Tears | Symbol | Weakness | 27th June 2022 | Virtual Wire
"Pushpa… I hate tears"
This iconic dialogue uttered by Anand (Rajesh Khanna) to Pushpa (Sharmilla Tagore) in Amar Prem (1972) is a treasure of Indian pop culture.
This dialogue was intended to comfort the sobbing Pushpa; however, a part of Indian culture does hate tears. There are several terms like chichkadune (namby-pamby) In Bengali and nakhrebaaz ( tantrums) in Hindi that include crying as one of the attributes of causing drama or being cowardly. There exists certain toxicity around the very culture of letting our emotions run through tears. We all have heard of at least one elder or a peer state bitterly about the uselessness of wailing about the hardships of life; there's no time to shed tears. Why is crying a symbol of cowardice and defeat in our culture?
We all possess the glands that produce our tears. Yet crying is considered wholly a feminine trait. Women in media, myth and real-life are seemingly the sole owners of emotional outbursts. In the traditional view, They are the makers of families and the next generation. They form the heart of the hearth while men form the muscles that protect the hearth so thereby it's natural that they should cry more. The image of the crying mother, the sobbing wife and the tearful daughter in movies and shows played the ultimate card to crack the cold exteriors of characters toughened by trauma Scientifically , women do get more emotional than men, especially during pregnancy and menstruation. But the stereotypical attachment of crying as a strictly female thing has led to blatant toxicity when it comes to male emotions.
Men Don't Cry
Toxic masculinity is permeated thoroughly in Indian culture. The macho-man stereotype demands that men should not cry; they are nothing less than girls or cowards if they shed even a single tear. I myself have experienced my male peers in school mockingly stating that only girls cry and boys don’t because they are tough. “Mard ko dard nahi hota” right ?Only if he’s made out of mechanical body parts. This prevailing attitude has led most men to suppress their expressions of grief to stony faces or complete avoidance until those feelings burst out of their chests in a volcanic eruption. The most emotion men are allowed to have is anger which helped spawn The Angry Young Men trend, popularized By Amitabh Bachchan in India and portrayed perfectly by Jimmy Porter, a fictional character, from Look Back In Anger.
The state of mental health and the conversation around it is still at a nascent stage in India. The view of crying as a solely female attribute and the toxic behaviour towards men doing the same has sadly garnered much psychological damage due to suppression of emotions. Crying is often a necessary outlet for emotions and an effective way to deal with grief and stress. A good crying session leaves us exhausted but relieved.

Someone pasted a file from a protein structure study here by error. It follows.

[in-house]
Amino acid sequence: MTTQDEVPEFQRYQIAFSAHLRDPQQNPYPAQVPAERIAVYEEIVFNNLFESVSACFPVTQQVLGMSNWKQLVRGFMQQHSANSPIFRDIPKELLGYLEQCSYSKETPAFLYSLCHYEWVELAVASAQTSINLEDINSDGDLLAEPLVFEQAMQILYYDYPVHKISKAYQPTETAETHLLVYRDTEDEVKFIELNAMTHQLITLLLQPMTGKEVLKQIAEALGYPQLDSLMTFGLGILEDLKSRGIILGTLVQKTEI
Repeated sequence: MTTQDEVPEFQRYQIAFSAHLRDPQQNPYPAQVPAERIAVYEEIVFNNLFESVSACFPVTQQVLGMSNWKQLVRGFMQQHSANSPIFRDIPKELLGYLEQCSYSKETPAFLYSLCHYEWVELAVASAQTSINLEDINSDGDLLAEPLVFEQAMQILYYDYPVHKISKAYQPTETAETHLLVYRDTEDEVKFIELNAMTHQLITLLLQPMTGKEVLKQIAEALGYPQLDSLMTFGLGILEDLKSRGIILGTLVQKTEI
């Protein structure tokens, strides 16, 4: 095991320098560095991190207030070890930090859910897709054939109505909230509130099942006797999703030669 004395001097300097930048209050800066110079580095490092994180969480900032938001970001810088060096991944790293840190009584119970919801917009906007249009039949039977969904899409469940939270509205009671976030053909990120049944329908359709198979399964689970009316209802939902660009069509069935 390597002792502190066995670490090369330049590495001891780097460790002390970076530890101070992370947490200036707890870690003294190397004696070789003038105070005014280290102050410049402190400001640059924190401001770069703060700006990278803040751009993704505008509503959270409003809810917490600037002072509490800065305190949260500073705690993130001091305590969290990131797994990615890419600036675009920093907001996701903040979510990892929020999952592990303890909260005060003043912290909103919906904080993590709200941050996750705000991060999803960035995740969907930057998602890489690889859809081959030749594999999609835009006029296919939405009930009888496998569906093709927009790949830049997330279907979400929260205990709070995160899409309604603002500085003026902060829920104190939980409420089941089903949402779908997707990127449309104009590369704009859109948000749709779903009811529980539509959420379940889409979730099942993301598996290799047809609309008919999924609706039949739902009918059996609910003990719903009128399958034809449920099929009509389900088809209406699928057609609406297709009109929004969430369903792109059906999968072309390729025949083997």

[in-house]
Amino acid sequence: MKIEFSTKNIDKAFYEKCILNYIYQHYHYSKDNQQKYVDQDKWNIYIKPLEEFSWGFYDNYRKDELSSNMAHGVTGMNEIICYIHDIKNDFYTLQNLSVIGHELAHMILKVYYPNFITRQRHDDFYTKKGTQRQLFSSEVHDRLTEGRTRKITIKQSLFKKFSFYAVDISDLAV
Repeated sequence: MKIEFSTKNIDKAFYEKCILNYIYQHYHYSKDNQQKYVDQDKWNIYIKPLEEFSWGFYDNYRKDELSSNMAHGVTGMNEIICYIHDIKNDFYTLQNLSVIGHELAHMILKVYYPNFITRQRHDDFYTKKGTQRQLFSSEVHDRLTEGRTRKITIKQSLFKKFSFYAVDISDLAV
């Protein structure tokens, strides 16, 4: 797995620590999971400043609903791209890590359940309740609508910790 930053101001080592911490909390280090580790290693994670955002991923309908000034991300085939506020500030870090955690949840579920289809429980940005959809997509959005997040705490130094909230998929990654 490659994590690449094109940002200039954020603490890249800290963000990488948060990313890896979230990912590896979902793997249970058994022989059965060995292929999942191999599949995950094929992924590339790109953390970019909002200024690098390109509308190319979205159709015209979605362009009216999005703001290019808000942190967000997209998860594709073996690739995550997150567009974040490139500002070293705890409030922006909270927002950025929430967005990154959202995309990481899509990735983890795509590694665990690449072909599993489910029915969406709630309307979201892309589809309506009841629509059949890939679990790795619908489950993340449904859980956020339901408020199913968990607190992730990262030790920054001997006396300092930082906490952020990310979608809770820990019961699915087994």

Since the general dislike of shedding tears forces us to repress our negative emotions inside, it often leads to fatal consequences. The lack of focus on emotional stability has been and continues to be a leading reason for suicides, divorces and so on. The devastation of the Pandemic has led to a new appreciation and empathy for mental health. But we still have a long path to walk.
As I wrote at the beginning, crying is usually considered a symbol of cowardice or tantrum. The infamous daily soap culture has done the most to reinforce this viewpoint. The Vamp fake -cries to get her way, the whinny characters sobs hysterically and cause drama and disturbances and the defeated characters are usually seen shading a tear or two after they get bamboozled ( in Joey's words) by the protagonist. Fear is an emotion, apart from sadness and stress,
that tickles our tear glands. It's natural to cry when you are frightened or suffering from anxiety. however, this has been badly represented and reinterpreted as crying being a number one indicator of a cowardly person who can’t do anything.
Tears of Power
Like Chris Martin of Coldplay Sings “Every tear’s a waterfall". Tears have the power to move hearts, if not mountains. For mental health, crying helps us with emotional relief and clarity. It's Ok to shed a few tears, no matter how much our culture says it's not. Films and literature have evolved a lot in the portrayal of men who are sensitive and unafraid to let out their feelings in a wail. We underestimate how much as social beings, we need a stable emotional core to keep our heads straight. Our ability to cry does not rob us of our prowess to kick ass; it rather enhances it. Tears eventually don’t solve problems so we have to get up and do it ourselves. But Pushpa, it's alright to cry sometimes.